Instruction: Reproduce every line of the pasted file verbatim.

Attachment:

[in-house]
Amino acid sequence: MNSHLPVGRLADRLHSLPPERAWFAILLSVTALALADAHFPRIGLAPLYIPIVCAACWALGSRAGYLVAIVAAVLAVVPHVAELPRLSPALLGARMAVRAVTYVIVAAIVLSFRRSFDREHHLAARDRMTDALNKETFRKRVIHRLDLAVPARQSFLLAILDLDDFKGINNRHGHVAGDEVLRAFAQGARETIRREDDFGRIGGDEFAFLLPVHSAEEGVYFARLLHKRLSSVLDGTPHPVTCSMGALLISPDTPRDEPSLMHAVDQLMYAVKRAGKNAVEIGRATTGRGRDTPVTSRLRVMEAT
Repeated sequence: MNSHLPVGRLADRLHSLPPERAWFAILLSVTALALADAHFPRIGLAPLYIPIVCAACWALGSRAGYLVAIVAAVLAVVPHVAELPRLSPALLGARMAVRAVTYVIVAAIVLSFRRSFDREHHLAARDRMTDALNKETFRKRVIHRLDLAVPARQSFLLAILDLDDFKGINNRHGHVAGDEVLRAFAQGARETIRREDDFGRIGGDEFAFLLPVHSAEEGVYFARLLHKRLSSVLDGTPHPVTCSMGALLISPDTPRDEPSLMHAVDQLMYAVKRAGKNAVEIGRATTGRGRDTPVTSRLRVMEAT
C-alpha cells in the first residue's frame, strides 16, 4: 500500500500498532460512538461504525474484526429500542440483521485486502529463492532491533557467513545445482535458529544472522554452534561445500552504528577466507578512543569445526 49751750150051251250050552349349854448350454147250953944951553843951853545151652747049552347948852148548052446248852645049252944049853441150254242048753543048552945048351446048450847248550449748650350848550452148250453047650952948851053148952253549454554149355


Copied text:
[in-house]
Amino acid sequence: MNSHLPVGRLADRLHSLPPERAWFAILLSVTALALADAHFPRIGLAPLYIPIVCAACWALGSRAGYLVAIVAAVLAVVPHVAELPRLSPALLGARMAVRAVTYVIVAAIVLSFRRSFDREHHLAARDRMTDALNKETFRKRVIHRLDLAVPARQSFLLAILDLDDFKGINNRHGHVAGDEVLRAFAQGARETIRREDDFGRIGGDEFAFLLPVHSAEEGVYFARLLHKRLSSVLDGTPHPVTCSMGALLISPDTPRDEPSLMHAVDQLMYAVKRAGKNAVEIGRATTGRGRDTPVTSRLRVMEAT
Repeated sequence: MNSHLPVGRLADRLHSLPPERAWFAILLSVTALALADAHFPRIGLAPLYIPIVCAACWALGSRAGYLVAIVAAVLAVVPHVAELPRLSPALLGARMAVRAVTYVIVAAIVLSFRRSFDREHHLAARDRMTDALNKETFRKRVIHRLDLAVPARQSFLLAILDLDDFKGINNRHGHVAGDEVLRAFAQGARETIRREDDFGRIGGDEFAFLLPVHSAEEGVYFARLLHKRLSSVLDGTPHPVTCSMGALLISPDTPRDEPSLMHAVDQLMYAVKRAGKNAVEIGRATTGRGRDTPVTSRLRVMEAT
C-alpha cells in the first residue's frame, strides 16, 4: 500500500500498532460512538461504525474484526429500542440483521485486502529463492532491533557467513545445482535458529544472522554452534561445500552504528577466507578512543569445526 49751750150051251250050552349349854448350454147250953944951553843951853545151652747049552347948852148548052446248852645049252944049853441150254242048753543048552945048351446048450847248550449748650350848550452148250453047650952948851053148952253549454554149355